MVP: Most Valuable Professional is an occasional series that features a brief Q&A with a different NASFAA member. Do you know a financial aid colleague with something interesting to say? Send the names of potential future MVPs and a short note about why you're nominating them to firstname.lastname@example.org.
Meet Rachelle Feldman, assistant vice chancellor and director of financial aid and scholarships at the University of California, Berkeley. Rachelle got her start in financial aid in 2000 at UC Berkeley. She had been doing financial work for non-profits in San Francisco and wanted a job with more direct service, more opportunities for growth, and less of a commute. She got a job as the assistant director of fiscal management overseeing all the reconciliations, funds projections, FISAP, and scholarship funds. "My predecessor was a dyed-in-the-wool accountant type and warned me not to turn into one of those financial aid people and not to take on any projects in the first year," Rachelle says. "I am happy to say I totally ignored his well meaning advice – in 6 months I was in charge of the verification and summer committees and I am proud to have turned into 'one of those financial aid people.'" Rachelle currently serves as chair of the Prior-Prior Year Implementation Task Force. She is also a member of the Executive Board of the Higher Education Loan Coalition and has served on NASFAA's Federal Issues Committee, Rapid Response network, and chaired its Program Integrity Task Force.
If you had a time machine that would work only once, what point in the future or in history would you visit?
There are so many amazing things to choose from, but barring some future time when we can eat all we want and never gain weight, I might go back to 1938 and see the Cal Bears beat the Alabama Crimson Tide in the Rose Bowl. That's history unlikely to repeat!
What was the best thing that happened to you this past week?
Not really to me, but a long time friend just qualified to the Olympics in Rio – it will be her seventh time at the Olympics and it was quite a feat to come back and qualify! A work related good thing was that I was able to find a scholarship donor willing to support a young man whose parent is ill with late stage Parkinson's disease. While we cannot solve the tragic situation for this young man, at least he will have the financial support he needs to graduate from college.
One thing working in financial aid has taught me:
Calm in the face of the unknown. There are so many things that change constantly in financial aid and so many things out of your control. If you spend too much time worrying about them instead of figuring a way through them you can get lost. I've come to embrace working in the grey area and the laws and regs that seem disconnected from the on the ground experience, while advocating for appropriate change.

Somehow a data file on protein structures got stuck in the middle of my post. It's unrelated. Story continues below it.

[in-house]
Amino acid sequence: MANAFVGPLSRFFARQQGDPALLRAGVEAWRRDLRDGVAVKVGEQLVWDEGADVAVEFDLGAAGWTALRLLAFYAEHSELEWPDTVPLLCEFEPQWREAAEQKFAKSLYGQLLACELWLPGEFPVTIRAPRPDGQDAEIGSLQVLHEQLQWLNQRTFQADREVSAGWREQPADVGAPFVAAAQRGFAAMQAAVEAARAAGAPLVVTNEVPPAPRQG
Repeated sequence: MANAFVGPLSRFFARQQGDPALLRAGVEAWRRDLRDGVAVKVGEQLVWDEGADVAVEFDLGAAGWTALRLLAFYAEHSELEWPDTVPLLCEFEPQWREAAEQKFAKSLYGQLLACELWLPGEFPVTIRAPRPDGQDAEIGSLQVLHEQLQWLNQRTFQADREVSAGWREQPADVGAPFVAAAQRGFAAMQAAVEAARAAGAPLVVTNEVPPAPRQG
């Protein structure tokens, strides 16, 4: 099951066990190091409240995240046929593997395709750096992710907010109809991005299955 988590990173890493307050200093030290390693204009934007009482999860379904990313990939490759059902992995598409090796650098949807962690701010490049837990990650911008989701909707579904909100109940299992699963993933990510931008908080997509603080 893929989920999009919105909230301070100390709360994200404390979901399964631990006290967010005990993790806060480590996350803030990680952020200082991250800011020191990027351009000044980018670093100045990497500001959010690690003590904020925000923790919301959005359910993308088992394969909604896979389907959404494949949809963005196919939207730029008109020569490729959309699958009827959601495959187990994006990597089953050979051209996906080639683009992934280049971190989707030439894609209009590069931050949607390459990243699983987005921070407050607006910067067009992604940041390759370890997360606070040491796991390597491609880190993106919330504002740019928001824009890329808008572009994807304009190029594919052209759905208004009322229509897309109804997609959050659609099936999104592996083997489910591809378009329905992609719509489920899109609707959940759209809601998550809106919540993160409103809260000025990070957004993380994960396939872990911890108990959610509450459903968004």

If you could have 3 wishes granted, what would they be?
An end to the hateful, mean spirited national political dialogue; a Pell Grant that more than covers the average public university tuition; and a lifetime free plane ticket so I can travel wherever and whenever I want—preferably in first class.
One thing I would like to change about the current financial aid system is:
Reduce the number of redundant and conflicting regulations that attempt to limit aid to students and institutions that serve students well. Come up with tougher standards to ensure good schools are title IV eligible and simple basic measures of accountability schools and students can understand and follow.
What book/movie have you read/seen recently that you would recommend and why?
I usually stick mainly to fiction and I love mysteries but I really enjoyed “The Boys in the Boat” for its true life story of persistence and overcoming obstacles that life throws in front of us. As my friend Doug Severs pointed out it's a great book for financial aid folks as the main characters struggle to make ends meet while going to college.
What sound or noise do you love?
A purring cat.
What sound or noise do you hate?
Construction noise – does that ever end on a campus?
My most motivating financial aid experience was:
Helping our campus create a scholarship program for undocumented students who attended high school in California once the California law was passed allowing us to help them with funding.
Biggest financial aid change I’ve seen in my career:
I think the early FAFSA and Prior-Prior Year will be a big change and really make the application process easier for families.
My favorite thing about my job is:
Knowing I am really helping people while getting to do something different each day!
Want to say hello to Rachelle or reply to something she said? Please leave your remarks in the comments section below. You can also take a look back at our past MVPs to read any you missed the first time around.
Do you know a financial aid colleague with something interesting to say? Send the names of potential future MVPs and a short note about why you're nominating them to email@example.com.
Publication Date: 4/26/2016